AIP Digital Archive
Electrical Engineering, Measurement and Control Technology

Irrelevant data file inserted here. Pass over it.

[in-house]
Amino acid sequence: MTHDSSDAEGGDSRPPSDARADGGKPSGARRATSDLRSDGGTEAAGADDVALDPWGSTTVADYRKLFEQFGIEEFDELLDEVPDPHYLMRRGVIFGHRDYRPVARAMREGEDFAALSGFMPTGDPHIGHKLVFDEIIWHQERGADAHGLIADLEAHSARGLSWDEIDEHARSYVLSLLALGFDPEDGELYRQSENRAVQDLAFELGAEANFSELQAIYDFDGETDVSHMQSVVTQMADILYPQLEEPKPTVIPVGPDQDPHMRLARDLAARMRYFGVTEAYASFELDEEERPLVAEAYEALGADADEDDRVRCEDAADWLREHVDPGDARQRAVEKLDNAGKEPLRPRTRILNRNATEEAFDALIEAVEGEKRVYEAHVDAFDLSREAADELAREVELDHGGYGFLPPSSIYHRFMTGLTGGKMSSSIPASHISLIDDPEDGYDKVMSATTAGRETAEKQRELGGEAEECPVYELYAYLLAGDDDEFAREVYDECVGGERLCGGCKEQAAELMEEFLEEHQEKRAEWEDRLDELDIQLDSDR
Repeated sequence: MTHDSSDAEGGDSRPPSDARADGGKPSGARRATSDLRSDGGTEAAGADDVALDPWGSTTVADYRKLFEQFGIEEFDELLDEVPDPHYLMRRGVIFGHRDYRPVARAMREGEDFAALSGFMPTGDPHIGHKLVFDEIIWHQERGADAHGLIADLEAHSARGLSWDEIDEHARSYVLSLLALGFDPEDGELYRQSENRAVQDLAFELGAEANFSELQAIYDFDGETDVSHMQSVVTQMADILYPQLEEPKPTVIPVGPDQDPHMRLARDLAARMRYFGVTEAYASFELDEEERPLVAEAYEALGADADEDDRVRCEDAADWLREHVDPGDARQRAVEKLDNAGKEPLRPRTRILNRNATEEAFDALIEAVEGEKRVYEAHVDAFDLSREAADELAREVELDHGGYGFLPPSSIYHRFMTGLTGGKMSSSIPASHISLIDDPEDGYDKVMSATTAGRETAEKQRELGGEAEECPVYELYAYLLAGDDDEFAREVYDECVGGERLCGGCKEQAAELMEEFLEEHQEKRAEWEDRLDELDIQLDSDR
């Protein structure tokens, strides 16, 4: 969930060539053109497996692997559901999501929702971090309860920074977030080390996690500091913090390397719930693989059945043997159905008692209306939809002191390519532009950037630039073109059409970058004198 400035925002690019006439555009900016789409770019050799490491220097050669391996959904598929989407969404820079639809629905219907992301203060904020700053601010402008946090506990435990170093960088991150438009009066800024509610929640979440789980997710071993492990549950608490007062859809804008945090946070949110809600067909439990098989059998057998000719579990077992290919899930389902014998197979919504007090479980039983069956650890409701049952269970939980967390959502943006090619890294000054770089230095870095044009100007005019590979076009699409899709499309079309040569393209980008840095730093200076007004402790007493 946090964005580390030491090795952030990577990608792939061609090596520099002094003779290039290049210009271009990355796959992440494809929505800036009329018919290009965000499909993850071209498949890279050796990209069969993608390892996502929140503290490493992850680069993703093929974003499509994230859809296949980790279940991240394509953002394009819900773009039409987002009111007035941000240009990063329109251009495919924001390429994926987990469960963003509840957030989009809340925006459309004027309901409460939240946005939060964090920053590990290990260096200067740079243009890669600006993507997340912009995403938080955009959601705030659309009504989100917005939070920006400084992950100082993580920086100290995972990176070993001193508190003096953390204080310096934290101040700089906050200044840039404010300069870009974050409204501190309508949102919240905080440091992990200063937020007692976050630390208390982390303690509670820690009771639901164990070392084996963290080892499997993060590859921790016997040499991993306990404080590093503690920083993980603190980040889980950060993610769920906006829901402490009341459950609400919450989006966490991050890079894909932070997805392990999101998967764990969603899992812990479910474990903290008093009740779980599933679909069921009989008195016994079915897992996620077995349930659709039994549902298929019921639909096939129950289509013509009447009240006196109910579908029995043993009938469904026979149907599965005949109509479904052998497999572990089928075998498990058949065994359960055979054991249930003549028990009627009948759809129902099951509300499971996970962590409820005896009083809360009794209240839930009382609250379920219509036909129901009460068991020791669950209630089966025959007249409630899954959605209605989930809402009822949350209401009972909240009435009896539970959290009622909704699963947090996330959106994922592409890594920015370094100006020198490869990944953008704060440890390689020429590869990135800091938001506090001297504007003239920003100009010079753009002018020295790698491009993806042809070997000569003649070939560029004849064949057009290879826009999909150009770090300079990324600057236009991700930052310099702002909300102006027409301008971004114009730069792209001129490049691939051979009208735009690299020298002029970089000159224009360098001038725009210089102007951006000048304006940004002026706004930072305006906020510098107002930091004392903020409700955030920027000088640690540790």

A high-intensity pulsed ion source of TEMP-type series, operating in bipolar mode, has been developed as a unique pulsed energy source to produce a high-intensity pulsed ion beam (HIPIB) for surface modification of materials. To generate the ion beam, a specially shaped bipolar pulse, consisting of a first negative pulse and a second delayed positive pulse both of nanosecond width, is formed by a double coaxial pulse-forming line (PFL) powered with a Marx generator and supplied to a magnetically insulated ion diode (MID) by a self-magnetic field. It is found that the efficient generation of a HIPIB is mainly dependent on the delay time of the bipolar pulse, adjusted by pressure ratio in the two gas switches of a PFL, and the anode–cathode (A–K) gap distance in the self-magnetic field MID. The delay time determines the effective area on the anode surface for plasma generation and the A–K gap distance ensures the stability of the process. A proper delay time and a proper A–K gap distance are obtained by a series of experimental investigations. Under delay time from 30 to 280 ns and several different A–K gap distances, the typical wave forms of the bipolar pulses at a dc charging voltage of 45 kV to Marx generator are illustrated to clarify the effects of delay time and A–K gap distance on the ion beam generation. The proper A–K gap distance is not uniform, varied from 6 to 8 mm, and the corresponding proper delay time is 250 ns. The most efficient plasma generation leads to a maximum output of HIPIB with a peak ion current density of 350 A cm−2 and a beam pulse width of 75 ns (full width at half maximum), at an accelerating pulse of 220 kV with a pulse width of 100 ns. © 2002 American Institute of Physics.
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